14. Melchert ‘Swerve’ (SD Records)
15. Octave One ‘Burujha’ (430 West)

Machines Are Funky Tonight

The second half of this weekend's show will be given over to a guest mix from Nick Craddock.

Sud Electronic resident, Nick Craddock, hails from the North of England and began DJing in the late 90s, taking initial inspiration from some of the hard Techno DJs of that time. Since moving to London in 2000, he has pursued a more refined House and Techno sound - avoiding the pitfalls of recent trends and fads - securing his credentials as an individual DJ with a knack for tasteful selection.

Meanwhile the first half of the show will be a battle to squeeze in as much as possible. Expect something from Damian Lazarus' album on Get Physical and from the new "Net 28 2" compilation. Of course there will be more.

If you have a night that you want promoted, get in touch.

Keep it locked. Link to listen on the right.

Machines Are Funky: 7-9pm GMT

105FM in Cambridge globally

Wednesday, April 15, 2009

Nick Craddock In The Mix

This weekend, Machines Are Funky will be hosting a mix from the mind of the talented
Nick Craddock. Meanwhile, here's one to download to keep you all satiated. There are more mixes to
choose from on his website and they're all very good.

Nick Craddock 'Disc Operation'

1. As One 'Shambala (Balil Reflection)' (New Electronica)
2. Stasis 'Sound File Nos: 13' (Peacefrog)
3. Balil 'The Whirling Of Spirits' (ART / Warp)
4. Plez 'Can't Stop (Acid Rainforest Mix)' (Plezure)
5. Anthony Collins 'Rabouine House (Dyed Soundroom Tropical Mix) (Freak 'n' Chic)
6. Jug 'The Skye Is Always Greener' (Unreleased)
7. Nick Curly 'Dubnoise' (Cécille Records)
8. A Made Up Sound 'Density' (Subsolo)
9. DJ Minx 'Into Oblivion' (DEQ)
10. Freund der Familie 'Sark (Taron Trekka Remix) (Freund der Familie)
11. Blackdown 'Crackle Blues' (Keysound)
12. Ramadanman 'Offal' (Soul Jazz)
13. Untold 'Kingdom' (Hessle Audio)
14. 2562 'Enforcers' (Tectonic)
15. Benga 'Emotions' (Tempa)
16. TRG 'Broken Heart (Martyn's DCM Remix)' (Hessle Audio)

Download here.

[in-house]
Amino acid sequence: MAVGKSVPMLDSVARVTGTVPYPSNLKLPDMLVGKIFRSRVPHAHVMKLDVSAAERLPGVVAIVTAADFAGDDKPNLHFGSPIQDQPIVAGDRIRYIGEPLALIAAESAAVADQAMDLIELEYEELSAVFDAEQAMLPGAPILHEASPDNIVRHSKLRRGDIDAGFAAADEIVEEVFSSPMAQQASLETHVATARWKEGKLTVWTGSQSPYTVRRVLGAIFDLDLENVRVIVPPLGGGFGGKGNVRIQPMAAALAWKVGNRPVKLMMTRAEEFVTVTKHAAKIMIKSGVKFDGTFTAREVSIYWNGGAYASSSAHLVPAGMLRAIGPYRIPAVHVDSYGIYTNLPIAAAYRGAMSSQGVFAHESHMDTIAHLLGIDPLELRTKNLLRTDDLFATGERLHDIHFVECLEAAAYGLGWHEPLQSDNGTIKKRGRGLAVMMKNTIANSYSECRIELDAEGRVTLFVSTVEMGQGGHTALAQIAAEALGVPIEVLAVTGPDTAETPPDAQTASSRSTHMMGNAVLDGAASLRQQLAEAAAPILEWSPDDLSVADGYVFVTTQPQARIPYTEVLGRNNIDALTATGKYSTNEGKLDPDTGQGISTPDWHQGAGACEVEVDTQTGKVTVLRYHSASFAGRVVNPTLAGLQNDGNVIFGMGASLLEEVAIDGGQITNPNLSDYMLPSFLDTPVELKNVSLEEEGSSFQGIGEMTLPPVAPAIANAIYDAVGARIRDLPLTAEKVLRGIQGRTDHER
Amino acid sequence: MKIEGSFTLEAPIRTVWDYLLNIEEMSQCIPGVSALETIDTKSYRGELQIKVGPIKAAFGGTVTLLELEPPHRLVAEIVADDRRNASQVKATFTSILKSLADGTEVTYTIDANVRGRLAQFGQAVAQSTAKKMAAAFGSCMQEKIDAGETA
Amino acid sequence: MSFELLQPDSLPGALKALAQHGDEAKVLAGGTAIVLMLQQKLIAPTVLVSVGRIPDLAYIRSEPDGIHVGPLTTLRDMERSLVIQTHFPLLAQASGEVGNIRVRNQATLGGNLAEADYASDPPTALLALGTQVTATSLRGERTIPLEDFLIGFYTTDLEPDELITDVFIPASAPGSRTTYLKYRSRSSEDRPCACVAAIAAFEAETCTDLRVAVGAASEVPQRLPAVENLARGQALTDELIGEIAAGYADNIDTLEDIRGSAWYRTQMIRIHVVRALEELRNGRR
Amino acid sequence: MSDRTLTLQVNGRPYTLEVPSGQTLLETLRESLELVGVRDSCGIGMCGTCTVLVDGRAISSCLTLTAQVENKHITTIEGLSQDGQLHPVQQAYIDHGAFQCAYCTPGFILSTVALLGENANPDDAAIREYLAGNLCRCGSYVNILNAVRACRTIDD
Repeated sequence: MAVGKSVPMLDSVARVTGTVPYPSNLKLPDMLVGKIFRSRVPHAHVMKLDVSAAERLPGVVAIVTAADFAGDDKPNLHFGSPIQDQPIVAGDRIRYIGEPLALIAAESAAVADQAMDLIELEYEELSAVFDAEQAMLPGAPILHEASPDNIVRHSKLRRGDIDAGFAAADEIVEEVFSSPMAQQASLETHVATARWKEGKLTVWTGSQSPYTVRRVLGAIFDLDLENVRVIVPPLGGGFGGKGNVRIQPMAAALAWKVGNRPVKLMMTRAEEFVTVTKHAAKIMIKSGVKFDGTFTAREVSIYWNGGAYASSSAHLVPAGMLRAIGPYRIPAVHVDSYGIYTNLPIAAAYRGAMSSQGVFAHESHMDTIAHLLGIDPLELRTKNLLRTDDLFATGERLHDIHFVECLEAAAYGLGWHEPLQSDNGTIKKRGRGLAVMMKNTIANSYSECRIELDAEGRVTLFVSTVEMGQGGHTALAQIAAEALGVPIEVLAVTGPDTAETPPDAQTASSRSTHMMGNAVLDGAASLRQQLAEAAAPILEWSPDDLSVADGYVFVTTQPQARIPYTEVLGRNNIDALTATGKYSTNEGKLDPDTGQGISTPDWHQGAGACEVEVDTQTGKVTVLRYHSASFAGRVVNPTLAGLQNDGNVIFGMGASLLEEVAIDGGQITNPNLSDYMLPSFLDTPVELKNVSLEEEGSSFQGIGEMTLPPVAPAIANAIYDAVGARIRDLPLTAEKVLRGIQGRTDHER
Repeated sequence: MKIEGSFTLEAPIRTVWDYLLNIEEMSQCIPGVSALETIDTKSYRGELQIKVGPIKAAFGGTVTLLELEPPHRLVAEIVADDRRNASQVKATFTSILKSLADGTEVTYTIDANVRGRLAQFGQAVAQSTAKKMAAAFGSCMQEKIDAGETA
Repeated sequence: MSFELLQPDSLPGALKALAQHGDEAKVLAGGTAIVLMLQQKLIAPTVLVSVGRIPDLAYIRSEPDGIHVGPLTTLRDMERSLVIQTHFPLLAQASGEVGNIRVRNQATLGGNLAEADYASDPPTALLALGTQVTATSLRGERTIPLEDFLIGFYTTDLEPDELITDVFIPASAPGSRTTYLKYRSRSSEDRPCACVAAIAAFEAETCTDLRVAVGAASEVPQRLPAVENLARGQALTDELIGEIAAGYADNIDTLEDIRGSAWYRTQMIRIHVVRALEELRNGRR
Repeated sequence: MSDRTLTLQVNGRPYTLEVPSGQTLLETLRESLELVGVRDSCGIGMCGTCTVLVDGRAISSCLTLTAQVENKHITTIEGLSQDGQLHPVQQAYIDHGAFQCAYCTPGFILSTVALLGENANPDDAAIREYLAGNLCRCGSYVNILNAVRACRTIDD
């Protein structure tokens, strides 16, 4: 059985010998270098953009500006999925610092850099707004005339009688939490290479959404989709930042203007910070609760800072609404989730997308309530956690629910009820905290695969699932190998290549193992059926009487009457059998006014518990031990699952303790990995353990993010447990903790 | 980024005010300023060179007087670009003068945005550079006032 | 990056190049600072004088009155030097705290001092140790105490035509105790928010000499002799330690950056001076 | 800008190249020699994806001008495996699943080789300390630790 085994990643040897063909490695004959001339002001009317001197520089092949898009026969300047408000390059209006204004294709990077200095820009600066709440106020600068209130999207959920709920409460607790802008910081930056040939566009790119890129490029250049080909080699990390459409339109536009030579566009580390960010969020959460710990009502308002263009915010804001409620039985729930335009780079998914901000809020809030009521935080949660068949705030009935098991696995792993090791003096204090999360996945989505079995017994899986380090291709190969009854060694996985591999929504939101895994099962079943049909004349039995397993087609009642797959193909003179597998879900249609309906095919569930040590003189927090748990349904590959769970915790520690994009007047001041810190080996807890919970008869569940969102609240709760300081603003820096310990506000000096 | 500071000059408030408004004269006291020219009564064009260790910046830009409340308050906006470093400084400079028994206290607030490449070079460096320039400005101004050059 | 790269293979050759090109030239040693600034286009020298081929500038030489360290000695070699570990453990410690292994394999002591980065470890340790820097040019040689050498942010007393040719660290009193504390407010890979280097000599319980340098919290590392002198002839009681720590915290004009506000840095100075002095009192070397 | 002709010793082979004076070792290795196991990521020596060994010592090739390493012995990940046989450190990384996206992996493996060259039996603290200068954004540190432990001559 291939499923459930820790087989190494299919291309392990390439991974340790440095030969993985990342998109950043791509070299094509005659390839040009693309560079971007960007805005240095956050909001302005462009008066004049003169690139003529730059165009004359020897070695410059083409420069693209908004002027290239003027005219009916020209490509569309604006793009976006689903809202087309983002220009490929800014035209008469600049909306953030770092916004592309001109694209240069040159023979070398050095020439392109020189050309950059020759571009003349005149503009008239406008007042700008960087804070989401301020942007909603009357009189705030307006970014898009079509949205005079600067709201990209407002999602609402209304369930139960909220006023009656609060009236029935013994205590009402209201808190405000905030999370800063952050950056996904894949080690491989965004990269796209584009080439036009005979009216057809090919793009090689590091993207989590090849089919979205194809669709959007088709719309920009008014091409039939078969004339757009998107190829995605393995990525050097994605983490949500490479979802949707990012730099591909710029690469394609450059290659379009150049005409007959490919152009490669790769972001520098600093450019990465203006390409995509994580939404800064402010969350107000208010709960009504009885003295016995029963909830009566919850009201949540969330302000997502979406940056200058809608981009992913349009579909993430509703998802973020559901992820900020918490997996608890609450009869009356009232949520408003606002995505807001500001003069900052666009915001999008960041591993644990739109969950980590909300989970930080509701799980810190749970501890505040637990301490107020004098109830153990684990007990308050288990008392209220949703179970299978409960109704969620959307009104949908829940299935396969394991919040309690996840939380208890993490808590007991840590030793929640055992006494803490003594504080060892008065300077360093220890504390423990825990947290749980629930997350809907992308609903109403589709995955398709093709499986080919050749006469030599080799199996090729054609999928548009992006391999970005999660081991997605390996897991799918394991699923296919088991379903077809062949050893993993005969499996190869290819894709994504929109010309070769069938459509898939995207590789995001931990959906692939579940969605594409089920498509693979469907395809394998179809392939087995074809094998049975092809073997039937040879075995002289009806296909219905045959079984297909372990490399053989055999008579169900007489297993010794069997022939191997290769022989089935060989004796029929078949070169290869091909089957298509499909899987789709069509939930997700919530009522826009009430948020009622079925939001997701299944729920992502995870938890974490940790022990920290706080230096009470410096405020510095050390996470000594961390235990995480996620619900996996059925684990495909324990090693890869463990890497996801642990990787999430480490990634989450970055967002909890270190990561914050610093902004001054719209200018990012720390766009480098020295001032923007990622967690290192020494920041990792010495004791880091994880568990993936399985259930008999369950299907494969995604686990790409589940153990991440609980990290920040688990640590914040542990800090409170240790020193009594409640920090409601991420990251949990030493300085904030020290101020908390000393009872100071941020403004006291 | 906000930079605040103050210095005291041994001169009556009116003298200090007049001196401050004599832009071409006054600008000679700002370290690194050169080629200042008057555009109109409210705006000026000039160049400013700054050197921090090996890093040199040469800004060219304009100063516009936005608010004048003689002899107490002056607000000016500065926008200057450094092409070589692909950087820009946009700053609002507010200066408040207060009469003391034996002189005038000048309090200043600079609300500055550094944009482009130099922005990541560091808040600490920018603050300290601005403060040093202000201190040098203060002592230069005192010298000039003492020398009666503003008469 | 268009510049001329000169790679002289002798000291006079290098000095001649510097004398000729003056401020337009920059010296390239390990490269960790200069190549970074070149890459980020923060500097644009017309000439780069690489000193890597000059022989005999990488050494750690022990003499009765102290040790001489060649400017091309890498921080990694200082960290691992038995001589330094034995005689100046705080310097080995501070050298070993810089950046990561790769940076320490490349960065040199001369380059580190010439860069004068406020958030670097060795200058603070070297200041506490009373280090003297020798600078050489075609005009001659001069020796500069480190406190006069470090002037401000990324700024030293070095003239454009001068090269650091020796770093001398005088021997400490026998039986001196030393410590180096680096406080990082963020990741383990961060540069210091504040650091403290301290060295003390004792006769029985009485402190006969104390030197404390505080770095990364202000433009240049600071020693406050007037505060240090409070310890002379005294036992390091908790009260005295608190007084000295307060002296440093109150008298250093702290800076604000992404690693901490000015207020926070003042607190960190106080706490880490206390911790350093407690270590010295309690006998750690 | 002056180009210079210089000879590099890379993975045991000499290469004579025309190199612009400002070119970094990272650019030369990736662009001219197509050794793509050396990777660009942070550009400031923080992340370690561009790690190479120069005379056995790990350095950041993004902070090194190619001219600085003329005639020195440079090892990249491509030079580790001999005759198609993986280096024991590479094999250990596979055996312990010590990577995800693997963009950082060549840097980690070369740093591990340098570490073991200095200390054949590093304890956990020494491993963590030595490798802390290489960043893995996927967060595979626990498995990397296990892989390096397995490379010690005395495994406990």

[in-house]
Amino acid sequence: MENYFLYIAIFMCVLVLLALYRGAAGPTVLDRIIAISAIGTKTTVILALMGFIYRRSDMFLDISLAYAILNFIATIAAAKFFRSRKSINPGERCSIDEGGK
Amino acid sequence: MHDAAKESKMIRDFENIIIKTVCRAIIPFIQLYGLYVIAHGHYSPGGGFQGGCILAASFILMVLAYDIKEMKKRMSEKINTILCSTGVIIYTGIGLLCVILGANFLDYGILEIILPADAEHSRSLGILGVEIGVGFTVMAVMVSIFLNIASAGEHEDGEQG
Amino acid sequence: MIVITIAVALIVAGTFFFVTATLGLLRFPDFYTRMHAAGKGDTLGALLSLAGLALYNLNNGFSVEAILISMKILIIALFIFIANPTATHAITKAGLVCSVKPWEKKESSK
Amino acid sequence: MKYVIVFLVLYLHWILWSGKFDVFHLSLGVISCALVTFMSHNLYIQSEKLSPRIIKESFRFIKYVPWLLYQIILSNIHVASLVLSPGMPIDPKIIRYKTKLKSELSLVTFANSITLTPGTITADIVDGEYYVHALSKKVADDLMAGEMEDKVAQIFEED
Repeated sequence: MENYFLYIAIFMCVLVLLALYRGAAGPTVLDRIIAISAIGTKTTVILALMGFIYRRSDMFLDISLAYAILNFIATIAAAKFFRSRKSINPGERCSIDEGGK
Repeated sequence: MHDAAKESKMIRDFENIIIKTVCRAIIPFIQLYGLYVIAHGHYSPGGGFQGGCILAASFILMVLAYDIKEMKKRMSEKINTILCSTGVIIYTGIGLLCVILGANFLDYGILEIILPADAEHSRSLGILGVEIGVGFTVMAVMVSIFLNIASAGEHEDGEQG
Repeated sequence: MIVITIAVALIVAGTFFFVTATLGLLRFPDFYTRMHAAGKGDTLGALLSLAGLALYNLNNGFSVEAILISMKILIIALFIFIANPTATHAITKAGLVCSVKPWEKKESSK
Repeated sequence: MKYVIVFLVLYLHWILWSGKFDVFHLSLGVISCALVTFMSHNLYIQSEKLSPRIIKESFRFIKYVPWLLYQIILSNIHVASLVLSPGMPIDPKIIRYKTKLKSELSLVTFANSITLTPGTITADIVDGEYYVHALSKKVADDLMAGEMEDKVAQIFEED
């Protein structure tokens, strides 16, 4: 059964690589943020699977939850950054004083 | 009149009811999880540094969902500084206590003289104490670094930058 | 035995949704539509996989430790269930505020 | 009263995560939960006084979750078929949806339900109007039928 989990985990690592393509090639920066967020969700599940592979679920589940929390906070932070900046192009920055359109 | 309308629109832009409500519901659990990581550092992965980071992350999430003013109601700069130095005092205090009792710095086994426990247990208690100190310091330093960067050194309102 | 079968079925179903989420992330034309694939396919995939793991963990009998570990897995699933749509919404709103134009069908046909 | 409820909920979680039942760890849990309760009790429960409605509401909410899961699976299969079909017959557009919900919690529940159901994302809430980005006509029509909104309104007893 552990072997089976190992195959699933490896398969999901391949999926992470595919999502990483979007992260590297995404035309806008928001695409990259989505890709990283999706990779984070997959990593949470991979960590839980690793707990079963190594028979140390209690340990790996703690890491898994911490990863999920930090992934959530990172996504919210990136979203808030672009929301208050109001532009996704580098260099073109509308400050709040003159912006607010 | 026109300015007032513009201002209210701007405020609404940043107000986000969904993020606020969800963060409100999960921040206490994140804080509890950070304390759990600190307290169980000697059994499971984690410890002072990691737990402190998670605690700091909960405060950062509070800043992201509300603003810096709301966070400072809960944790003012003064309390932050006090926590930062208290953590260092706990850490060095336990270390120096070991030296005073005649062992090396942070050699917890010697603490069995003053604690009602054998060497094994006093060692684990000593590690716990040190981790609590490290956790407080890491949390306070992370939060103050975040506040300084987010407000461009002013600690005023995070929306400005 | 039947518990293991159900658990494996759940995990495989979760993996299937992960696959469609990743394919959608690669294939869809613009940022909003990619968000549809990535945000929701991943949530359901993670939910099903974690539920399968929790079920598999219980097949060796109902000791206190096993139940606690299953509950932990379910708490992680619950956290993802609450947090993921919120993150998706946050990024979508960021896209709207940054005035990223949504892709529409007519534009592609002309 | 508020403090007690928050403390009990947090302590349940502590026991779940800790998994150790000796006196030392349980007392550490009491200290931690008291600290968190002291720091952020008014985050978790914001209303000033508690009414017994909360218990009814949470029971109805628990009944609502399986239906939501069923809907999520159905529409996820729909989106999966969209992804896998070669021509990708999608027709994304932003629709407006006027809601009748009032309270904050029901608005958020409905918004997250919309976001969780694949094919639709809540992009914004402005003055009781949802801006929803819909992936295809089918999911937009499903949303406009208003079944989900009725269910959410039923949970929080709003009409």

I'll be getting an interview together with Nick which, if I move quickly (and he does too), will be put up on the blog next week.

Saturday, April 11, 2009

A Few Words With Mr G

A true UK techno legend, Colin McBean, aka Mr G, has been present in the record boxes of DJs right across the house/techno spectrum in one form or another since the halcyon days of acid house at the end of the 1980s. He's still churning out his bass-heavy tech-house grooves for his own Phoenix G label, but has been more noticeable recently due to his productions for Matt "Radio Slave" Edwards' Rekids. I couldn't meet Colin in person, so I sent him some questions by email and got the answers back about a week ago. There's a dearth of information about Colin, and God knows if these questions will add anything to knowledge already gained, but the guy's a star and his music speaks effortlessly, and without pretension, for itself.

What do you prefer, playing live or DJing, and how much do you do nowadays?

CM: Playing live with my mpc, and the danger keeps me on form, and the limitation of only eight channels ain't easy . . .I do it when I feel the venue, the crowd and the sound are right, there are always a good few live gigs dotted around. . .Ohh, and I only do it 'cause I want to, as I get a different buzz from different sound systems.
Must say though I'm getting more choosy, as it's no fun playing on a system set up for mp3s.

What/Who are your biggest influences?

CM: Loved ones, friends, life's ups and downs, King Tubby, loads of rum, ballads, new music, Thursdays? . . .joining the dots in between.

What motivates you?

CM: New blood and the need to be still on it and relevant after being in the game for so long. It ain't over 'til the fat lady sings.

You've never visibly compromised your style appealing in the process to a huge range of DJs past and present. How would you define your output and your status?

Output, status . . .I just do what I feel when I feel it, (follow fashion monkey can't boil good soup - old Jamaican saying). I've watched many producers come and go and the ones I love and respect are the ones who have highs and lows yet still enter the ring again for another fight against the in-crowd . . .and that includes me as well. Remember, you are only as good as your last beatz some would say.

Your work as half of The Advent is memorable, but it's been said thatas well as wanting a break from touring one of the reasons you and Cisco Ferreira called it a day was because you wanted to distance yourself from the genre. Is this true and, if so, for what reasons?

CM: I love this question and I think it's good people still talk after so long. I did need a break from touring, and immigration wasn't fun either, but I still have fond memories of those dayz and techno is in my blood . . .Mr Mills, Mr Beltram, Mr Slater . . .plus what I learnt from Cisco, changed my world and added another chapter to my music library. I still believe the techno from that era was ground breaking and is still the funky best.
I was made to find my own feet, (respect the bird that jumps the nest and flies), and think my wings work ok. I also think that being in any partnership is hard and that you see the good, bad and indifferent in each other; as you grow there's a need to do things your own way.

What is "G Style"?

CM: The hybrid sound of dub, roots, soul and funk thrown together with no rules in a techno way through an analogue system with me having lotz of fun along the way. It must be fun, no?

Ever thought about updating your website? I'm interested in your philosophy and how your love of low-end frequencies, from your sound system days is responsible for the sound you have today.